When you say:

    “Bid adjustments can go both ways, so in this example Monday has the best cost per conversion so we have increased our bids by 20%. On Wednesday and Thursday performance tends to be worse so we have reduced bids by 20%.”

    What if Wednesday visits actually drive more return traffic on a Monday that then coverts? Dropping bids could compromise net results.

    How do you advise people use AdWords and analytics to do the joined up analysis?

    Thanks
    james

    • http://deepfootprints.co.uk/ Joel Chudleigh

      Hi James

      Yes it could be but in the majority of cases I think not.

      If you look at the time lag in conversions in Google analytics for most of your clients you will see that the vast majority of conversions happen within 1 day. Of course if you have an industrial supplier of expensive machinery then this may not be the case.

      But for the average B2C or even B2B business conversions happen relatively quickly.

      I am not discounting the importance of looking at the conversion funnel as definitely many people visit a number of times before a purchase but amongst our clients around 60% on average convert within 1 click and that is across multiple industries of B2C and B2B.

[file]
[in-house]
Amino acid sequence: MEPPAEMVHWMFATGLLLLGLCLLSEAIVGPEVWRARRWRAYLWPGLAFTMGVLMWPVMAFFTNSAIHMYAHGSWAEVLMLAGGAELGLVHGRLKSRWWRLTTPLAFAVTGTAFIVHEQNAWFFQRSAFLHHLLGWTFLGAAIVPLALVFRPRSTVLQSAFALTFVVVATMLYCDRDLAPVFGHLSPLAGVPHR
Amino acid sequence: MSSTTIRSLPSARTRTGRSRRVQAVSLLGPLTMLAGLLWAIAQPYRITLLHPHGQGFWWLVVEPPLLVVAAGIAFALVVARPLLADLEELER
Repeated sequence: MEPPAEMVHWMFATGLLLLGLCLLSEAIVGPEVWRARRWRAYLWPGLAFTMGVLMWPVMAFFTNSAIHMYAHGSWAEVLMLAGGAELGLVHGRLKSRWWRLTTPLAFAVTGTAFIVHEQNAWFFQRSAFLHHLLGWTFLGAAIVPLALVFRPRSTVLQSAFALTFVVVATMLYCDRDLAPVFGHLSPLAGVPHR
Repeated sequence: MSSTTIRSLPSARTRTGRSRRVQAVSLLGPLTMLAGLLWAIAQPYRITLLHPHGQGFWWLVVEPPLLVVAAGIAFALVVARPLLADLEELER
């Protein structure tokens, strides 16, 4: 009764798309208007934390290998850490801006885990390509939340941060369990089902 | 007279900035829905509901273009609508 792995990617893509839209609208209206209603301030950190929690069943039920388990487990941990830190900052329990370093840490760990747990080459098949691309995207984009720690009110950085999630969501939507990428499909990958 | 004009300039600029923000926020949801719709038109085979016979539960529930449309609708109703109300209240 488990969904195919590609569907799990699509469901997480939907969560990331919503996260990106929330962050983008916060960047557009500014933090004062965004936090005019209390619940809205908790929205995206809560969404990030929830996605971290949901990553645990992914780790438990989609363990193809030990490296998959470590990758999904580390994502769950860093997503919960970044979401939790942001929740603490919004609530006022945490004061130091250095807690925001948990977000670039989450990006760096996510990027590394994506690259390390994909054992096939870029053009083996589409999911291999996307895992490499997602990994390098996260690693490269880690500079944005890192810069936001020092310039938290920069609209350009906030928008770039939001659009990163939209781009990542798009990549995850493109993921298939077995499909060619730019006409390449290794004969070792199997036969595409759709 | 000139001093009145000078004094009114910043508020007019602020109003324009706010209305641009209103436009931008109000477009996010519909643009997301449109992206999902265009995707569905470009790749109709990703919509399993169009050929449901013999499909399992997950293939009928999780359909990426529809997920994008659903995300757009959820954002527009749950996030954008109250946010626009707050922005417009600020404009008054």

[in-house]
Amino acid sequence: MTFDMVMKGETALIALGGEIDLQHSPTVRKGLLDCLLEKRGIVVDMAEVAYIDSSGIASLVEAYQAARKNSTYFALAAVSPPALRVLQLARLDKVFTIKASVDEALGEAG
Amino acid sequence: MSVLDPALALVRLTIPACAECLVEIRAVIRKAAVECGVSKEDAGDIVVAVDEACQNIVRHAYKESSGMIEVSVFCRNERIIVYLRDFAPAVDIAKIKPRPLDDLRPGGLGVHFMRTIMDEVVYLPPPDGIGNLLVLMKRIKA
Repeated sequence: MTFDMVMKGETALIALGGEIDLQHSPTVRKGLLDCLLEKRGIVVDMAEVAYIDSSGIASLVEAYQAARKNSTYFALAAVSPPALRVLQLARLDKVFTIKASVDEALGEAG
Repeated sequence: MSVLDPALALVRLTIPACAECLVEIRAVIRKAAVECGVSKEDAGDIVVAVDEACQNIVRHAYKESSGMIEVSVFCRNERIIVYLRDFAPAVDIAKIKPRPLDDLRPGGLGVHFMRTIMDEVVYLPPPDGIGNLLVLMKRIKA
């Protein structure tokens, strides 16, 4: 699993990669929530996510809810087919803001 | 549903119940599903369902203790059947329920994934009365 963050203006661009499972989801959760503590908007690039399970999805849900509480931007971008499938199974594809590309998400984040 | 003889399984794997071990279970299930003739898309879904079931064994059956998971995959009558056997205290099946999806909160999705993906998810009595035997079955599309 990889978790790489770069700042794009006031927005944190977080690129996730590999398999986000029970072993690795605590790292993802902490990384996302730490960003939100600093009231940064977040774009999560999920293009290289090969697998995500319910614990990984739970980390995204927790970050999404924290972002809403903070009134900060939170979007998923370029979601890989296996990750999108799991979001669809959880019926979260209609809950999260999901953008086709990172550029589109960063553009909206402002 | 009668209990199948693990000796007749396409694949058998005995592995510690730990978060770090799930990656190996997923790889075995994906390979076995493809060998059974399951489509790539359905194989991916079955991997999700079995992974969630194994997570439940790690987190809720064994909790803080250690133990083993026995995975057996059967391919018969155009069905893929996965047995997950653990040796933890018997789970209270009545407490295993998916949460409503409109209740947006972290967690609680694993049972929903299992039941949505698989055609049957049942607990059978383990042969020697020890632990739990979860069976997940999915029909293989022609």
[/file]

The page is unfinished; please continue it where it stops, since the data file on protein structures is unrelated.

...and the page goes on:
In your example – if you know that visits on a Wednesday cause conversions the following week then of course optimise for it – you can see this data on the time lag in Google analytics, but in my experience this is not the reality of what happens on average, or to be more accurate, most of the time.

      Typically we set bidding rules in Adwords using conversions (many per click) rather than (1 per click) so that we account for keywords that contribute but do not get the final conversion.

      How much you can do the joined up analysis between Adwords and analytics depends very much on the type of business we are talking about, the technology they use, the inclination towards data driven decisions in the business etc. we have clients where we can see the real value of each keyword on the bottom line but that is rare. For most clients we push for more reliable data but often there are obstacles to get to this point.

      In most cases we have to settle for last click and in my experience, last click is a pretty good guideline.